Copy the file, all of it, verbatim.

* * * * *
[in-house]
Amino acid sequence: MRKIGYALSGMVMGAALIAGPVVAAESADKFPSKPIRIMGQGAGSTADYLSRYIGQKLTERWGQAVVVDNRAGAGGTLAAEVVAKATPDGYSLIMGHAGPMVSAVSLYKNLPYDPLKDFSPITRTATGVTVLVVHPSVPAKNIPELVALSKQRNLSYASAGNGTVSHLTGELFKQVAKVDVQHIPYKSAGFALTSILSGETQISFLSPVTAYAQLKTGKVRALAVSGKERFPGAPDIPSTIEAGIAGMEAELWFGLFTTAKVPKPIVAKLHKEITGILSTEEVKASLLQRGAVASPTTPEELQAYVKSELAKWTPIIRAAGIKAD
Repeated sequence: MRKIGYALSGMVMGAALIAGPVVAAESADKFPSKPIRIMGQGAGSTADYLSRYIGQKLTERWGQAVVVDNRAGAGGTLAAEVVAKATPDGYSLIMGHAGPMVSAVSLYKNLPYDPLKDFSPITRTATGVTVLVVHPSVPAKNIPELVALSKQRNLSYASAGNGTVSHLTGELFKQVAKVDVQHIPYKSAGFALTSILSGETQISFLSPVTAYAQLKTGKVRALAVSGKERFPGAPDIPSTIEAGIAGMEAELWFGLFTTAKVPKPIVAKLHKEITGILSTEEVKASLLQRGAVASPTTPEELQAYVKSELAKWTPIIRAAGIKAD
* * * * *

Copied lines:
[in-house]
Amino acid sequence: MRKIGYALSGMVMGAALIAGPVVAAESADKFPSKPIRIMGQGAGSTADYLSRYIGQKLTERWGQAVVVDNRAGAGGTLAAEVVAKATPDGYSLIMGHAGPMVSAVSLYKNLPYDPLKDFSPITRTATGVTVLVVHPSVPAKNIPELVALSKQRNLSYASAGNGTVSHLTGELFKQVAKVDVQHIPYKSAGFALTSILSGETQISFLSPVTAYAQLKTGKVRALAVSGKERFPGAPDIPSTIEAGIAGMEAELWFGLFTTAKVPKPIVAKLHKEITGILSTEEVKASLLQRGAVASPTTPEELQAYVKSELAKWTPIIRAAGIKAD
Repeated sequence: MRKIGYALSGMVMGAALIAGPVVAAESADKFPSKPIRIMGQGAGSTADYLSRYIGQKLTERWGQAVVVDNRAGAGGTLAAEVVAKATPDGYSLIMGHAGPMVSAVSLYKNLPYDPLKDFSPITRTATGVTVLVVHPSVPAKNIPELVALSKQRNLSYASAGNGTVSHLTGELFKQVAKVDVQHIPYKSAGFALTSILSGETQISFLSPVTAYAQLKTGKVRALAVSGKERFPGAPDIPSTIEAGIAGMEAELWFGLFTTAKVPKPIVAKLHKEITGILSTEEVKASLLQRGAVASPTTPEELQAYVKSELAKWTPIIRAAGIKAD